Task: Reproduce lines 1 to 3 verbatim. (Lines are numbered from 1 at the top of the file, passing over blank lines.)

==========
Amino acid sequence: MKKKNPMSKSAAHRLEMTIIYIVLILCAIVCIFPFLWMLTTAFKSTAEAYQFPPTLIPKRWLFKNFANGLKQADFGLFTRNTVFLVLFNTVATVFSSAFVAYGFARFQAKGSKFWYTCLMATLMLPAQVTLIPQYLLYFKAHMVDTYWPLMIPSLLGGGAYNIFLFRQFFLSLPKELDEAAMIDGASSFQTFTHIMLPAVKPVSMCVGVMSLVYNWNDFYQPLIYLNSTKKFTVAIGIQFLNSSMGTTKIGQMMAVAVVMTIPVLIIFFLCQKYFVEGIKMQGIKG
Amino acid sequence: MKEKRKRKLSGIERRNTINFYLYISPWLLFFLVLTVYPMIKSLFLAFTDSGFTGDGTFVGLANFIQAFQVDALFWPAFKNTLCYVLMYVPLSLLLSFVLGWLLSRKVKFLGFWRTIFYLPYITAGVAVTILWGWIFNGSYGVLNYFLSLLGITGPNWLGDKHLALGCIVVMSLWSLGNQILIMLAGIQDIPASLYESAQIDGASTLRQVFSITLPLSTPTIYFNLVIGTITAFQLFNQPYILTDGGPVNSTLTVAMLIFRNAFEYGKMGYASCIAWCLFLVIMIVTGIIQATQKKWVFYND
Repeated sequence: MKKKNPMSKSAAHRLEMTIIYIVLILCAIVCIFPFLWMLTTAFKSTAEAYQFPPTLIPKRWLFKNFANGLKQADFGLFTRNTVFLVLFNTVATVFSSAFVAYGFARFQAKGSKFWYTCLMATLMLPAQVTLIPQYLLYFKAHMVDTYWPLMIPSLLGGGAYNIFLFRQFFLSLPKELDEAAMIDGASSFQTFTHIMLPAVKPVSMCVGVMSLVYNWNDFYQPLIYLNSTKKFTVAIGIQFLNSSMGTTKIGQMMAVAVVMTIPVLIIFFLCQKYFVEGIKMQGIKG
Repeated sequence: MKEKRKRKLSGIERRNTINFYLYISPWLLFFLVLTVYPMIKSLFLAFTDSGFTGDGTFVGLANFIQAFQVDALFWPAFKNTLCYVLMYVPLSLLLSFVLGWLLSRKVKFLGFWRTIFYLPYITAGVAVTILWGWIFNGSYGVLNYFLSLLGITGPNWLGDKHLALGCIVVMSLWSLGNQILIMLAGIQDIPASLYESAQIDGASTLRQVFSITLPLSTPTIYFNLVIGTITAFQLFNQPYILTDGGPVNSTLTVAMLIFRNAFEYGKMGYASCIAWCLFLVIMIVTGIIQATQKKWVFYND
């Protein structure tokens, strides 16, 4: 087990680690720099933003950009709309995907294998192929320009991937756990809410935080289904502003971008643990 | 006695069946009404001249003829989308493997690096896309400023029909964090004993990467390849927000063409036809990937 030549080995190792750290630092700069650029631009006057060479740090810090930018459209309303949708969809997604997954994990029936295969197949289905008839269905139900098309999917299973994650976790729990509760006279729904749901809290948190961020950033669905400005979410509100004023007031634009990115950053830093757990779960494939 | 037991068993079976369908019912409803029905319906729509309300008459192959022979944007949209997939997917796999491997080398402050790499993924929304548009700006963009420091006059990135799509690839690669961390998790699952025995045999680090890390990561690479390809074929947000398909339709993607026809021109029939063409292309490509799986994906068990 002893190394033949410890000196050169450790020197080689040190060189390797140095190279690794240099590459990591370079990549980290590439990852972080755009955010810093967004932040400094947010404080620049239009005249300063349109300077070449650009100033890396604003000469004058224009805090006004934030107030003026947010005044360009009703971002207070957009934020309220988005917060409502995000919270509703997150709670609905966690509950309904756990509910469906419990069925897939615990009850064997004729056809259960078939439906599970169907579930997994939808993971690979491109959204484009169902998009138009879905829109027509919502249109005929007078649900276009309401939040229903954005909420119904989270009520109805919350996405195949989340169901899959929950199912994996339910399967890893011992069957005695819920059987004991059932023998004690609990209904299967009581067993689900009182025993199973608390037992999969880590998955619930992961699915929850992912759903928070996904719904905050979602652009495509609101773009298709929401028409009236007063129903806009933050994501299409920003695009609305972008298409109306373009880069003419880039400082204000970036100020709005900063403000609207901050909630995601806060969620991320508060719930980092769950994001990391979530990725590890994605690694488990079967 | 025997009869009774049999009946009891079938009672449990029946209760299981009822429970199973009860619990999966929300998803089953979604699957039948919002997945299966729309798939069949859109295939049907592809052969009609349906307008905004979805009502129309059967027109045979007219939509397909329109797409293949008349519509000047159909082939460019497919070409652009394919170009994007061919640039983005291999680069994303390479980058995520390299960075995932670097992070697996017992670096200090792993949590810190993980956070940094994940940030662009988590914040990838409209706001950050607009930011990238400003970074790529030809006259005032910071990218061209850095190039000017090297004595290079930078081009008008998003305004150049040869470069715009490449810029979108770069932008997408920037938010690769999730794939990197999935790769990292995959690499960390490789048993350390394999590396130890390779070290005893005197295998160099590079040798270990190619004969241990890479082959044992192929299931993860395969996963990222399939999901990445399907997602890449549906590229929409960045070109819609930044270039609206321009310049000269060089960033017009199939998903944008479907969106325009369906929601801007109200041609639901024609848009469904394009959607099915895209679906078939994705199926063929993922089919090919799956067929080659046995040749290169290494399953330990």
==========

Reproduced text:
Amino acid sequence: MKKKNPMSKSAAHRLEMTIIYIVLILCAIVCIFPFLWMLTTAFKSTAEAYQFPPTLIPKRWLFKNFANGLKQADFGLFTRNTVFLVLFNTVATVFSSAFVAYGFARFQAKGSKFWYTCLMATLMLPAQVTLIPQYLLYFKAHMVDTYWPLMIPSLLGGGAYNIFLFRQFFLSLPKELDEAAMIDGASSFQTFTHIMLPAVKPVSMCVGVMSLVYNWNDFYQPLIYLNSTKKFTVAIGIQFLNSSMGTTKIGQMMAVAVVMTIPVLIIFFLCQKYFVEGIKMQGIKG
Amino acid sequence: MKEKRKRKLSGIERRNTINFYLYISPWLLFFLVLTVYPMIKSLFLAFTDSGFTGDGTFVGLANFIQAFQVDALFWPAFKNTLCYVLMYVPLSLLLSFVLGWLLSRKVKFLGFWRTIFYLPYITAGVAVTILWGWIFNGSYGVLNYFLSLLGITGPNWLGDKHLALGCIVVMSLWSLGNQILIMLAGIQDIPASLYESAQIDGASTLRQVFSITLPLSTPTIYFNLVIGTITAFQLFNQPYILTDGGPVNSTLTVAMLIFRNAFEYGKMGYASCIAWCLFLVIMIVTGIIQATQKKWVFYND
Repeated sequence: MKKKNPMSKSAAHRLEMTIIYIVLILCAIVCIFPFLWMLTTAFKSTAEAYQFPPTLIPKRWLFKNFANGLKQADFGLFTRNTVFLVLFNTVATVFSSAFVAYGFARFQAKGSKFWYTCLMATLMLPAQVTLIPQYLLYFKAHMVDTYWPLMIPSLLGGGAYNIFLFRQFFLSLPKELDEAAMIDGASSFQTFTHIMLPAVKPVSMCVGVMSLVYNWNDFYQPLIYLNSTKKFTVAIGIQFLNSSMGTTKIGQMMAVAVVMTIPVLIIFFLCQKYFVEGIKMQGIKG